smarin meets Yto Barrada

Museum M, Leuven

30 September 2016 - 17 January 2017

le Salon Géologique

Stéphanie Marin and Yto Barrada
invite you to the exhibition at the Museum M, Leuven.

September 30, 2016 – January 17, 2017 / Utopia Festival, Museum M, Leuven
exhibition of le Salon Géologique, artistic collaboration
between Stéphanie Marin and Yto Barrada

location : Museum M, Leuven
Leopold Vanderkelenstraat 28, 3000 Leuven, Belgium

Open on Monday, Tuesday, Friday, Saturday, Sunday : 11 : 00 am to 6 : 00 pm,
on Thursday : 11 : 00 am to 10 : 00 pm. Closed on Wednesday.

le salon géologique


Le Salon Géologique is a nomadic trunk on wheels, it contains a set of forms of various densities, blocks, bricks, cubes or graphic and coloured velvet triangles.
Once opened, it is a literal representation of a stratigraphic column in volume,
once deployed, it is also a lounge “Smarocain” (Smoroccan) : an small autonomous world,
composed of elements at the scale of furniture, which composed a metaphorical and dynamic landscape, to take seat in greatest comfort.

stéphanie marin meets yto barrada !


Yto Barrada and Stéphanie Marin have met during New York Design Week in may 2015.
smarin was presenting a contruction workshop Play YET.
Yto Barrada was so excited by the system that she fully equipped her studio in Brooklyn.
Three months later, during her exhibition Faux Guide at Carré d’Art in Nîmes,
Stéphanie Marin met the work of Yto Barrada.
Thus born the idea of le Salon Géologique and the desire to share it.
At the same time prolongation of the work of Yto Barrada on geology and of Stéphanie Marin on space design and on comfort systems, le Salon Géologique extends their respective creations :

- The playful and educational universe, in the movie Playground and the series of photographs of traditional toys North African Toys of Yto Barrada, and throught the flexible scales game and the polyvalent and modular, as the construction kit Play YET, elements to simply and endlessly assemble.
Solid and light, easy to handle by everyone, its allow to build furniture.
- The textile's attachment, through the installation of traditional coloured carpets Geological Time Scale of Yto Barrada and in the use of specific and technical fabrics, indeed the choice of materials is in the heart of research of Stéphanie Marin which like to work and propose natural matters, healthy and resistant.
- The geological aspect, a scientific testimony of History, a visual literacy approached by Yto Barrada in many works in sculpture, photographs and films, and in terms of metaphor and visual game with Stéphanie Marin with the Livingstones cushions, a surrealist set of oversized pebbles,
a variable geometry resting area for contemporary interior. Stones as chimerical landscape transformed into enjoyable game of apartment.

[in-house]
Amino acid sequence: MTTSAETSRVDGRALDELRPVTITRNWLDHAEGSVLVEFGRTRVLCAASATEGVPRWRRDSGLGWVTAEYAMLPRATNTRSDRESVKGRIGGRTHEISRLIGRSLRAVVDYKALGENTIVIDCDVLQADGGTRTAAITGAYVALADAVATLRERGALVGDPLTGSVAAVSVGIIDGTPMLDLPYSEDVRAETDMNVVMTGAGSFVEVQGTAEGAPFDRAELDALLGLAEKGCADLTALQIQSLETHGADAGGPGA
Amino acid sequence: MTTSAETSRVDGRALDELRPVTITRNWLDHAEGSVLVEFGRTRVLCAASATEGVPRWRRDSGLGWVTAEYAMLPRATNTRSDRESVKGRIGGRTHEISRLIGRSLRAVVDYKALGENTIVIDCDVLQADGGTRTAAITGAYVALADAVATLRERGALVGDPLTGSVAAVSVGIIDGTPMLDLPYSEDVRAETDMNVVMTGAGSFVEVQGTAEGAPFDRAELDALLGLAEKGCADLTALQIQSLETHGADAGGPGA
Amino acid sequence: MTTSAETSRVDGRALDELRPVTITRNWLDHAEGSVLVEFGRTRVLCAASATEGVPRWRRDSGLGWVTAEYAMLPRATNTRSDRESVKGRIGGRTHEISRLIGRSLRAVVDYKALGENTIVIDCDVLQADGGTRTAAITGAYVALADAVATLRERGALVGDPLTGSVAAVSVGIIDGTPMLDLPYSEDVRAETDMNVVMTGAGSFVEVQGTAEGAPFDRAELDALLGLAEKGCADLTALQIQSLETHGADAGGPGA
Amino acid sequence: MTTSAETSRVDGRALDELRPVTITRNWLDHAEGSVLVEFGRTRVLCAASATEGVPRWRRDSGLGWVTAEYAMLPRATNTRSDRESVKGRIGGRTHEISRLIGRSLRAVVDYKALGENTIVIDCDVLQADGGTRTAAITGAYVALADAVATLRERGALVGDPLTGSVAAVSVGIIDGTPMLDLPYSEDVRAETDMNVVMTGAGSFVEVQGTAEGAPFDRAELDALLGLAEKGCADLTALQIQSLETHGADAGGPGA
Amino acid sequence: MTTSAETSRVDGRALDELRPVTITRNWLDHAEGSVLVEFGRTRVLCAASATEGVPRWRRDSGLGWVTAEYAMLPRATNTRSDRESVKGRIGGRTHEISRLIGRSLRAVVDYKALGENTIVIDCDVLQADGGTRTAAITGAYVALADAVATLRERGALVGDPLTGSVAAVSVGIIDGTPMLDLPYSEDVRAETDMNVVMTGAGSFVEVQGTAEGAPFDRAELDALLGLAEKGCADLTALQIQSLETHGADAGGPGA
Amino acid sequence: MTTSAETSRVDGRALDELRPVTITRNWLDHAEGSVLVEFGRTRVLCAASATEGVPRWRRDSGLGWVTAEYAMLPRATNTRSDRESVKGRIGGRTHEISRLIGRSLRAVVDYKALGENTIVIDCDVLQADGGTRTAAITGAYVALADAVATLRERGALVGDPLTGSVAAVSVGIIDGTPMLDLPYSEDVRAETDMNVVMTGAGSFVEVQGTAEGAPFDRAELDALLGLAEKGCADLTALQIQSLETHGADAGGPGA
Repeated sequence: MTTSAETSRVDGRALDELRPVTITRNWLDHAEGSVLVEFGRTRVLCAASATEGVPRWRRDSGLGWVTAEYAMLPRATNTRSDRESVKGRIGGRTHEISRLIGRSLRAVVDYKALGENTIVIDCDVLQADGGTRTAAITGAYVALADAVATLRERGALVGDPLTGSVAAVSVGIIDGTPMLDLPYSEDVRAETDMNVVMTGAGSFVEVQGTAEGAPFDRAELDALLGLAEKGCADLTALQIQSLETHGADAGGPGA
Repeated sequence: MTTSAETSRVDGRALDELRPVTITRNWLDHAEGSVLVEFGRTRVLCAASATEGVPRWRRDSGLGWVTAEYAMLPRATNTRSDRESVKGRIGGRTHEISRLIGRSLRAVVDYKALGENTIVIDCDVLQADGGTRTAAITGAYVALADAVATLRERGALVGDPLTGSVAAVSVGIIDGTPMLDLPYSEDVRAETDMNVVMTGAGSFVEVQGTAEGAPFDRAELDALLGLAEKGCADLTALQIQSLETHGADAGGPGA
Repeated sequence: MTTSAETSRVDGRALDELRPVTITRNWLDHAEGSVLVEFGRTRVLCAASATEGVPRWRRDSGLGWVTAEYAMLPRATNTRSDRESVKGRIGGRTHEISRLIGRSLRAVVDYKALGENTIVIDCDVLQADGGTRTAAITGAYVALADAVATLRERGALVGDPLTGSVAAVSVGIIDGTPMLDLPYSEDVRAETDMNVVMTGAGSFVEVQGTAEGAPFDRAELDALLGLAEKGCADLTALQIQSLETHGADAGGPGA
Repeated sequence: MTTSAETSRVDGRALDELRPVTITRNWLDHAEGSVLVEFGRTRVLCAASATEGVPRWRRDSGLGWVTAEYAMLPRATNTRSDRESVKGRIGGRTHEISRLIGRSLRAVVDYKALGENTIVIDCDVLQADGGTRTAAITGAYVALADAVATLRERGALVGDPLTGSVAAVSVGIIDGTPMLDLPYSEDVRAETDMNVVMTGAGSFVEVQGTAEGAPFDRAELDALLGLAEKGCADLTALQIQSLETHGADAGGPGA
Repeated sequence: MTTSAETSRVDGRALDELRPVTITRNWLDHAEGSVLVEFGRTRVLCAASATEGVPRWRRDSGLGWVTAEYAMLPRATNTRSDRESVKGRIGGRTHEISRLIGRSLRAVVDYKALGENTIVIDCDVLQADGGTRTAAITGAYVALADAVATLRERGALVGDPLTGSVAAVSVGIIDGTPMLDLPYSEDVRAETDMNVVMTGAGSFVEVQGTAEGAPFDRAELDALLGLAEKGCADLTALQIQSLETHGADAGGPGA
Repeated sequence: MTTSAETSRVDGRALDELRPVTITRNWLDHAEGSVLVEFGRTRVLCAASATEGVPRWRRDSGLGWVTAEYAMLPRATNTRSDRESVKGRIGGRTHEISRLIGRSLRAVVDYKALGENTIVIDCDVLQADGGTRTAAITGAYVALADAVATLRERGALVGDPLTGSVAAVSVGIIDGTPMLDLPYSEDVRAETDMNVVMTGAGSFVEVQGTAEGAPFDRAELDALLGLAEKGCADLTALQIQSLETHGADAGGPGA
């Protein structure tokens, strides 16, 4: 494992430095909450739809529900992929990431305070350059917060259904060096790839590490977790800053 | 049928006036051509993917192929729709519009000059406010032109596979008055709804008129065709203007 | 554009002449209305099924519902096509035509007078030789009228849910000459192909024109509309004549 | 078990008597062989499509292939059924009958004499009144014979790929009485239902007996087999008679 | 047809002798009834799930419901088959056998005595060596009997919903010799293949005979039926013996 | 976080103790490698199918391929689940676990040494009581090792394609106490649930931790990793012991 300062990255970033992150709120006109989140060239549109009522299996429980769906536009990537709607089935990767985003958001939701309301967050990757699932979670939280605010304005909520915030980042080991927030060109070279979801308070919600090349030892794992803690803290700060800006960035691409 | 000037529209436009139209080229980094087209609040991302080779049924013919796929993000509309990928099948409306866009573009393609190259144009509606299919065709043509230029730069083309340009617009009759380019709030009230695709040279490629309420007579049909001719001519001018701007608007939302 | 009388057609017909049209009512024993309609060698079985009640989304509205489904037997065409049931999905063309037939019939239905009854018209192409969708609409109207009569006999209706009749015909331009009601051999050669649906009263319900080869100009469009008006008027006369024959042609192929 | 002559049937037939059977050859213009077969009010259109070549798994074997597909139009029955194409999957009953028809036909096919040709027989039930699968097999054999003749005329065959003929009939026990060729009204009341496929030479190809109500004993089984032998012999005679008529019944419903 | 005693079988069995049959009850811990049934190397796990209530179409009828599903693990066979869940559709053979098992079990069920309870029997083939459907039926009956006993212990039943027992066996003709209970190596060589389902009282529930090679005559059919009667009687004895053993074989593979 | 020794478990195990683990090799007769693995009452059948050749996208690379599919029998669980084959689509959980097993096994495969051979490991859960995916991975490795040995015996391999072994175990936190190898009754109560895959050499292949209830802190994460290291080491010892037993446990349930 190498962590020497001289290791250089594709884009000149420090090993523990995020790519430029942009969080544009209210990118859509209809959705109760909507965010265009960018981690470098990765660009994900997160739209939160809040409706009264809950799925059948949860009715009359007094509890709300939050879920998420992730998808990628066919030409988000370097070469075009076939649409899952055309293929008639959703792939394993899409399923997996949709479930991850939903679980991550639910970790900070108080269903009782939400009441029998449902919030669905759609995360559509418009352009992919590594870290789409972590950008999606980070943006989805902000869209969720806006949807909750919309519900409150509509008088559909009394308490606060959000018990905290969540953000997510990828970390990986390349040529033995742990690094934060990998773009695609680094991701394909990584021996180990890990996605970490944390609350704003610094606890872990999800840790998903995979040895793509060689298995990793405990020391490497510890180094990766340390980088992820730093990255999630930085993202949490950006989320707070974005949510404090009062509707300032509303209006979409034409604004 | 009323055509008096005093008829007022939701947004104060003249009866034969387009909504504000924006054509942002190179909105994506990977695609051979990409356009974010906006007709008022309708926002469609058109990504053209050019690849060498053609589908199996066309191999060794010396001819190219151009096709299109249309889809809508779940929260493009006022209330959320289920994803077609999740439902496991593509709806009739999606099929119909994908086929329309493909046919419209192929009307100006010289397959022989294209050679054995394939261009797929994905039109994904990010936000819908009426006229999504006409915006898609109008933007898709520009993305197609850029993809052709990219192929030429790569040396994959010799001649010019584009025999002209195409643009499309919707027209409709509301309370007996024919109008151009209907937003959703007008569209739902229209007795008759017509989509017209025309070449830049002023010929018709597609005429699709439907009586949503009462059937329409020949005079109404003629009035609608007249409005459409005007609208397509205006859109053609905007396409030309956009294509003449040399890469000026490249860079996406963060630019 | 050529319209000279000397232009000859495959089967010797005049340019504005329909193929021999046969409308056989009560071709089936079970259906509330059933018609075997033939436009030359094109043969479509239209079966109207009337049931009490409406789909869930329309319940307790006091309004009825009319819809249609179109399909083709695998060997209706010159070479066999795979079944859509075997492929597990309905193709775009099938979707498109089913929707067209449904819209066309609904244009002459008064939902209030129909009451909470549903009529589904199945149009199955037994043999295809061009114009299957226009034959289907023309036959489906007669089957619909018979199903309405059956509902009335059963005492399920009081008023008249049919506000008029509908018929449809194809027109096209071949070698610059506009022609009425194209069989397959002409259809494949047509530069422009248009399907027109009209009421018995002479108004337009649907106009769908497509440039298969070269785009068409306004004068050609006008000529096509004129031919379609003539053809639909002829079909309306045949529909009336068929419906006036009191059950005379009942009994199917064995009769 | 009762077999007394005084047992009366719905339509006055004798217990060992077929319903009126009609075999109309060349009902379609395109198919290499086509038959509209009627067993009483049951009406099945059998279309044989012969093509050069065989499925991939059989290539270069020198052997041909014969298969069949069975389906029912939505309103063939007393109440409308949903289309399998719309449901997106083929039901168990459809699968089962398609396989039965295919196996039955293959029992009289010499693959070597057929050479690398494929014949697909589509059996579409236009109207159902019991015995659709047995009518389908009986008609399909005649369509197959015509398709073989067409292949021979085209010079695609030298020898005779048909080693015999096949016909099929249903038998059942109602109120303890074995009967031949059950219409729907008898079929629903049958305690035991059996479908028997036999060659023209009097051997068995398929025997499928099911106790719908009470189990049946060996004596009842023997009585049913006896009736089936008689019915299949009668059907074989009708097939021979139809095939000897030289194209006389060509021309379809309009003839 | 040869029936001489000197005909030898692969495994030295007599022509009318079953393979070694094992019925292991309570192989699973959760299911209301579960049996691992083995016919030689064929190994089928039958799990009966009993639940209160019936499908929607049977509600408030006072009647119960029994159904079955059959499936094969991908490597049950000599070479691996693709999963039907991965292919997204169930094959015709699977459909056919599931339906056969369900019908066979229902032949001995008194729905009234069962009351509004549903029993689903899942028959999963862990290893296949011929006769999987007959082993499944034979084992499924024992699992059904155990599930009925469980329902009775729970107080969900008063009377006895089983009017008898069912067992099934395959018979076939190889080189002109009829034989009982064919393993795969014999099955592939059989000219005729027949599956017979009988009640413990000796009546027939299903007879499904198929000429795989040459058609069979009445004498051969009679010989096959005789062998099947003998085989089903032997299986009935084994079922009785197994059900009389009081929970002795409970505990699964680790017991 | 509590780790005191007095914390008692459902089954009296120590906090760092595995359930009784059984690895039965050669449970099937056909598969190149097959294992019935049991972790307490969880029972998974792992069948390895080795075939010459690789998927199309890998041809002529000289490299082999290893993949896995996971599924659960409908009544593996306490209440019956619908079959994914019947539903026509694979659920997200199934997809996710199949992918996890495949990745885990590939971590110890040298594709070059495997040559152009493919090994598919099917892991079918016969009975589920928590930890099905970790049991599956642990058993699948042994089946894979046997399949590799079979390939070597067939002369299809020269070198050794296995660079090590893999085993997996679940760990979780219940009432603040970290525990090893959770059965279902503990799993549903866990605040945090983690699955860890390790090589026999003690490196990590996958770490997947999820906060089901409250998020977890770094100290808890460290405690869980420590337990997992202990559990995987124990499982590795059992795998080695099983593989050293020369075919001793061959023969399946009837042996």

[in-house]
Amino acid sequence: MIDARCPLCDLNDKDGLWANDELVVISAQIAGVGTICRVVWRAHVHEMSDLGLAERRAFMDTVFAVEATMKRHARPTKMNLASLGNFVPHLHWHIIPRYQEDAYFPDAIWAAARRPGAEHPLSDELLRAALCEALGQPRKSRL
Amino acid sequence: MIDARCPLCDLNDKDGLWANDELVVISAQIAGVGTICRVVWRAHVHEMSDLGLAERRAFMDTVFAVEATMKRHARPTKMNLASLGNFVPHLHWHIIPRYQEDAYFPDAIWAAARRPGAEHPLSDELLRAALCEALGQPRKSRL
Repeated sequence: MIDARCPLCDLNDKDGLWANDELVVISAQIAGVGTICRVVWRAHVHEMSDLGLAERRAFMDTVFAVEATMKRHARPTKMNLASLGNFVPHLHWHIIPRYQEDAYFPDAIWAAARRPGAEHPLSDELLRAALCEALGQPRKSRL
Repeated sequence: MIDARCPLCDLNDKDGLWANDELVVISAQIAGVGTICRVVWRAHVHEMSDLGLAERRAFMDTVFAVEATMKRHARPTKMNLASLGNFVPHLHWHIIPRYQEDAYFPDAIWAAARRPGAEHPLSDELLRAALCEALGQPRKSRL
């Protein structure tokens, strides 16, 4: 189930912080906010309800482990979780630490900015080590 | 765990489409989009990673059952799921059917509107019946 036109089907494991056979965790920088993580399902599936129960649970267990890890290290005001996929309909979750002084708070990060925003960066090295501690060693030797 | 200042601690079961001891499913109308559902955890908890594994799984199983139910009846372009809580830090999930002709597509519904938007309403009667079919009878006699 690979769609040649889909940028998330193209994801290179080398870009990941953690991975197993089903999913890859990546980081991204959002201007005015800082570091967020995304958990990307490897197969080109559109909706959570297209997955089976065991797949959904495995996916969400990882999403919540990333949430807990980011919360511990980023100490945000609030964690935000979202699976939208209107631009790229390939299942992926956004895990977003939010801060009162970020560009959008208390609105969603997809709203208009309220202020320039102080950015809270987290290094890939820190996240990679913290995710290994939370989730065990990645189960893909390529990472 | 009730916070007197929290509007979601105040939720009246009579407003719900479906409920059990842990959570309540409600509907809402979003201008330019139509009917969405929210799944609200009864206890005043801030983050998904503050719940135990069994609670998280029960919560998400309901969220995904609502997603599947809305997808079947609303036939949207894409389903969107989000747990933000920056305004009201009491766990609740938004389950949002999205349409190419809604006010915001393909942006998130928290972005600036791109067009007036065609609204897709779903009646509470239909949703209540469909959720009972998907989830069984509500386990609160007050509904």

PlaY TO !


My research on freedom of uses led me to think of systems made up in simple forms and natural materials, solid, able to formally change with ease.
Play YET is a system which allows to build functional structures on the scale of the furniture. It is a game for children, allowing to learn how to compose and to share his creativity.
Le Salon Géologique extends this project and make it travel.

It is a comfort system, soft, polyvalent and super-functional: a small retractable lounge, which can be extend into a true landscape to play, or rest and sleep.

Each lithological pattern is retranscribed by the drawing on acolored velvet and is associated with a specific density. The forms contained in the trunk compose a funny geological language.
The carpets elements become tepees, the mattresses become walls, or the ponchos become tents…

— Stéphanie Marin

lithology


To carry out the lithology of a unit of rock means to study the rocks formation and to describe its physical characteristics, as visible at outcrop (the cross section exposed to the naked eye) or made visible using core samples or microscopes. Lithology charts color, texture, grain size, and composition.

To express this data in diagrams, geologists created a mapping convention, in which colors and patterns represent geological time periods and the composition of the rocks.

During my research into fossil craft and forgery in Morocco, I personally discovered this visual vocabulary and beautiful hand-made documents in a dusty museum archive.

Through this ongoing study of rocks and their story, my interest in teaching geology met my enthusiam for visual literacy tools.

The result was the creation of objects and toys - a group of photograms, embroideries, and a playground made of soft blocks.

— Yto Barrada

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